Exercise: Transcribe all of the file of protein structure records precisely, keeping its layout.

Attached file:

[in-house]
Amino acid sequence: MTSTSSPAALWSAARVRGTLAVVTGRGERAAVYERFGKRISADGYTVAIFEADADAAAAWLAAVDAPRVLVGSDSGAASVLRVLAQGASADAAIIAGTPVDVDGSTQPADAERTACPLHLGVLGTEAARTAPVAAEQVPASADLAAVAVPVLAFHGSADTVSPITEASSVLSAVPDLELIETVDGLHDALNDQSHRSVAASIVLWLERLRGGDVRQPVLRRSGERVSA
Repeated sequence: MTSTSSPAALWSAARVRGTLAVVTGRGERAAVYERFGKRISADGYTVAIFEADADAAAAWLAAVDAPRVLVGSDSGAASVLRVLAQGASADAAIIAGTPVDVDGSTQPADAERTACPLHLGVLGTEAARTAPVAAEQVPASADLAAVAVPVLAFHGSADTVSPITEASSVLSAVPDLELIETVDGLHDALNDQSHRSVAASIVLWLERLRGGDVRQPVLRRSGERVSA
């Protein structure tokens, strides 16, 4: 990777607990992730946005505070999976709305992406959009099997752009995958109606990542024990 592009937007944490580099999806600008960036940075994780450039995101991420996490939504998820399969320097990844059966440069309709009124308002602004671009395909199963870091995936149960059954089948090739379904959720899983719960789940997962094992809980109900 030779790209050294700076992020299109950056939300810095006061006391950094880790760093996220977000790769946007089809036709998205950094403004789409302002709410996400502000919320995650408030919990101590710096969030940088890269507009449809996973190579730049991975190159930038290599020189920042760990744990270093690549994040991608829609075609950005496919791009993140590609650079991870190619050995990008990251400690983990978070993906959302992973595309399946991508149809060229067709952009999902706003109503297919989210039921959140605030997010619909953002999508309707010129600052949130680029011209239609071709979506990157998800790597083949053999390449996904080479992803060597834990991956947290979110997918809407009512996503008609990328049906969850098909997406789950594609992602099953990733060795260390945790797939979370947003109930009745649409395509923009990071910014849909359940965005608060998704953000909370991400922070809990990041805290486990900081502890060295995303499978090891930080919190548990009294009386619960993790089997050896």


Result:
[in-house]
Amino acid sequence: MTSTSSPAALWSAARVRGTLAVVTGRGERAAVYERFGKRISADGYTVAIFEADADAAAAWLAAVDAPRVLVGSDSGAASVLRVLAQGASADAAIIAGTPVDVDGSTQPADAERTACPLHLGVLGTEAARTAPVAAEQVPASADLAAVAVPVLAFHGSADTVSPITEASSVLSAVPDLELIETVDGLHDALNDQSHRSVAASIVLWLERLRGGDVRQPVLRRSGERVSA
Repeated sequence: MTSTSSPAALWSAARVRGTLAVVTGRGERAAVYERFGKRISADGYTVAIFEADADAAAAWLAAVDAPRVLVGSDSGAASVLRVLAQGASADAAIIAGTPVDVDGSTQPADAERTACPLHLGVLGTEAARTAPVAAEQVPASADLAAVAVPVLAFHGSADTVSPITEASSVLSAVPDLELIETVDGLHDALNDQSHRSVAASIVLWLERLRGGDVRQPVLRRSGERVSA
């Protein structure tokens, strides 16, 4: 990777607990992730946005505070999976709305992406959009099997752009995958109606990542024990 592009937007944490580099999806600008960036940075994780450039995101991420996490939504998820399969320097990844059966440069309709009124308002602004671009395909199963870091995936149960059954089948090739379904959720899983719960789940997962094992809980109900 030779790209050294700076992020299109950056939300810095006061006391950094880790760093996220977000790769946007089809036709998205950094403004789409302002709410996400502000919320995650408030919990101590710096969030940088890269507009449809996973190579730049991975190159930038290599020189920042760990744990270093690549994040991608829609075609950005496919791009993140590609650079991870190619050995990008990251400690983990978070993906959302992973595309399946991508149809060229067709952009999902706003109503297919989210039921959140605030997010619909953002999508309707010129600052949130680029011209239609071709979506990157998800790597083949053999390449996904080479992803060597834990991956947290979110997918809407009512996503008609990328049906969850098909997406789950594609992602099953990733060795260390945790797939979370947003109930009745649409395509923009990071910014849909359940965005608060998704953000909370991400922070809990990041805290486990900081502890060295995303499978090891930080919190548990009294009386619960993790089997050896």